Building trust with customers may be one of the most critical aspects of business. This is true not just in a traditional sense where relationships are built through in person interactions, but also online where more and more prospects begin the purchase process. It's a really big deal, especially when you place yourself in your customers' shoes and think about the potential risk being taken in doing business with an unknown entity...
Here are four ideas to consider based on part 5 of my ongoing Retail Websites interview series with TalkFloor's Dave Foster explores Building Trust with Customers Online. The interview is 16 minutes long.
Dave describes the interview as follows:Christine B Whittemore, Simple Marketing Now in an ongoing series evaluating some of the industry’s retail websites discusses the elements of sites that express credibility and trustworthiness to the consumer including the use of social icons, the degree of optimization on the site and the efficiency of blogging.
Customers, whether online or in-store, look for clues to determine whether they can trust you and should do business with you. What are those clues? Are you sensitive to them? Have you looked at your website and business with a fresh pair of eyes? Here are four ideas to get your thinking...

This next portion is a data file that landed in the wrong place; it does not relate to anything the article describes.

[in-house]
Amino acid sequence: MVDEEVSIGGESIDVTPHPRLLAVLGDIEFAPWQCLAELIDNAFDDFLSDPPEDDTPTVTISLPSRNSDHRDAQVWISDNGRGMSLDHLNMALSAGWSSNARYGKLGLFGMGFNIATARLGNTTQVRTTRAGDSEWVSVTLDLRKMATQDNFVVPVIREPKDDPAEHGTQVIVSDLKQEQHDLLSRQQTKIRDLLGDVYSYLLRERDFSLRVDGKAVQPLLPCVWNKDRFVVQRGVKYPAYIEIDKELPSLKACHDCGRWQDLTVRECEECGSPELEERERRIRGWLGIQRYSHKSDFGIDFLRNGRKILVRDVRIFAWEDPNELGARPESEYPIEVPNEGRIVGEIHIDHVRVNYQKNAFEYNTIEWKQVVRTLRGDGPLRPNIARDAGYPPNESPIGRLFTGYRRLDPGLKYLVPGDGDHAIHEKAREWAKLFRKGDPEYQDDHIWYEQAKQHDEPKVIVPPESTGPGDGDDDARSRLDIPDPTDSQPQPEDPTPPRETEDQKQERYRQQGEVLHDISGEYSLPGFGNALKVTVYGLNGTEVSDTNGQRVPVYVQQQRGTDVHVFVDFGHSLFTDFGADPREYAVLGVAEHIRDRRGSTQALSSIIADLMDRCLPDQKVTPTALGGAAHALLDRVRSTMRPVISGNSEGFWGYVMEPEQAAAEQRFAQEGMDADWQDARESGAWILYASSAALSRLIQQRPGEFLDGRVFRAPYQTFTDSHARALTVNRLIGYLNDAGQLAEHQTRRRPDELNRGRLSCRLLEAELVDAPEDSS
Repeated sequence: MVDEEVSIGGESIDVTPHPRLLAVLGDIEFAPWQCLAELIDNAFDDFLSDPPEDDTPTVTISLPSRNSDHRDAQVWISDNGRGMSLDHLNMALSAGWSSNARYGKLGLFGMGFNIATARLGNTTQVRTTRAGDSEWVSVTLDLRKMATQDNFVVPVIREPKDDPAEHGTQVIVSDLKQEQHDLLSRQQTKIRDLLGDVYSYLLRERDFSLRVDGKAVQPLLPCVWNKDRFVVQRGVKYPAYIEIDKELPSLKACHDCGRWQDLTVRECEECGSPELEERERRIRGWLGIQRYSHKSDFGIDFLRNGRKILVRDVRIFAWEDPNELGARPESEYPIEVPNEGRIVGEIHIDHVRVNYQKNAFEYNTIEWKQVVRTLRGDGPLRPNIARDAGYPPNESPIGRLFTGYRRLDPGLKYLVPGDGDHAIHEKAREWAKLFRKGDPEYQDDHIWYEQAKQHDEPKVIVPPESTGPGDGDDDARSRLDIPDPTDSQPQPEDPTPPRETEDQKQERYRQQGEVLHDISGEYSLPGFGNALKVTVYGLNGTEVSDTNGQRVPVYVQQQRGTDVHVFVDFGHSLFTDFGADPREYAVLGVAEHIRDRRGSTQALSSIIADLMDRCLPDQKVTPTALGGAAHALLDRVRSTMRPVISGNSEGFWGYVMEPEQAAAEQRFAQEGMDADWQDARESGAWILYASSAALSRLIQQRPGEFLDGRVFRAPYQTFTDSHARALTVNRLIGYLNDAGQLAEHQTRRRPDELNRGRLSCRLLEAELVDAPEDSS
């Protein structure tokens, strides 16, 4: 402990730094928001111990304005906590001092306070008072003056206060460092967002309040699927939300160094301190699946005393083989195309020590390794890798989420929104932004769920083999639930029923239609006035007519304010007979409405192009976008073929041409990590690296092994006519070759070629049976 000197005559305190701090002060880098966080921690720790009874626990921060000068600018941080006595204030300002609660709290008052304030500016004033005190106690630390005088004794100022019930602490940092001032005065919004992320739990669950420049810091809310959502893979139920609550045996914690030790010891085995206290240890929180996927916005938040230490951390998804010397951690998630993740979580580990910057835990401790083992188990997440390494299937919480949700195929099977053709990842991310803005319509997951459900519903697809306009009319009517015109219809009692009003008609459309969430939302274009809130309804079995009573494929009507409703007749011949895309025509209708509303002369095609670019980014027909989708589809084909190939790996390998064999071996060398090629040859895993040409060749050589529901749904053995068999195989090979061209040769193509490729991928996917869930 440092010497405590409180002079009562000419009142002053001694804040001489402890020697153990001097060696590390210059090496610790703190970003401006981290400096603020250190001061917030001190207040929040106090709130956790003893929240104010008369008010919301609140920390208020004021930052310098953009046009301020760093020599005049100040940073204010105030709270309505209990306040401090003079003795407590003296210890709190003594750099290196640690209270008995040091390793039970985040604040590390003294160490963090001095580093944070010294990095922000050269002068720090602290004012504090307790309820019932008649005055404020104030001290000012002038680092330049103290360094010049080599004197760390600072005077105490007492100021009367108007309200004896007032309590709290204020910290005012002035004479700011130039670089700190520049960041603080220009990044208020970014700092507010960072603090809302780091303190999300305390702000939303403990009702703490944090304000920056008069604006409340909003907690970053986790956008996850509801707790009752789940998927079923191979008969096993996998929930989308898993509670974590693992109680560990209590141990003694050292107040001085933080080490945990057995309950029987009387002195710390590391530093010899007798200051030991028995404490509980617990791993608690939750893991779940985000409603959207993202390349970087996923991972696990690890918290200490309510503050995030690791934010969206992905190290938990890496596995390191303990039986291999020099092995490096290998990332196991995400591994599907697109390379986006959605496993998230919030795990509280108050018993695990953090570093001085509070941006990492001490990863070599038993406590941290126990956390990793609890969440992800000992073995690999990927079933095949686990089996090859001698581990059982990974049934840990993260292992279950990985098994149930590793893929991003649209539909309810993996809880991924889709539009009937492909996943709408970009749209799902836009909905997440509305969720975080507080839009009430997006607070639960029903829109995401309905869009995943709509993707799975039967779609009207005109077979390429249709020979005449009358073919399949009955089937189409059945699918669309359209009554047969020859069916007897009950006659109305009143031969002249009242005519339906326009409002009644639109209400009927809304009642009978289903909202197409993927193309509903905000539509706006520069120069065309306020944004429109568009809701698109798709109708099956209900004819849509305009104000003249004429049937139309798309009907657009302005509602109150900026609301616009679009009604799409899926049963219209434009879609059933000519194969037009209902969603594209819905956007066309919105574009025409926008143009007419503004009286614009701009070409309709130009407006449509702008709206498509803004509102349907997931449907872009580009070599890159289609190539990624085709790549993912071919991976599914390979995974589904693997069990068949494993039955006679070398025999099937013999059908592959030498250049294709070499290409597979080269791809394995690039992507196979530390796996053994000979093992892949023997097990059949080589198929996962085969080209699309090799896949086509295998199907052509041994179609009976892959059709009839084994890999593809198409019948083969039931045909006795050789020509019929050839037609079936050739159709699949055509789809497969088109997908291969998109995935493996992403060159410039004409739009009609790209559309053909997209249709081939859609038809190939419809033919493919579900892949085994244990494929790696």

- If you have social icons on your site, click on them. What do you find? Are your profiles complete? Are they active? [Read 7 online marketing tips about social icons.]
- Does your website express your human side? Do you include information about who you are? What about photos and links to your LinkedIn profile? People make businesses come to life. Does your business employ real people?
- Do you identify who speaks on your behalf in your digital communications? Who's publishing updates on Twitter or Facebook? What about your blog? Do you include pictures of your people?
- Do you have a plan for fresh, ongoing and relevant content? Are you prepared to interact with visitors, friends, fans, followers and customers who leave you messages? A plan ensures that you don't create negative feelings for your visitors...
Your turn. What do you look for when you seek signs of trustworthiness?
How do you go about building trust with your customers online? How do you avoid being perceived as a 'scumbag'?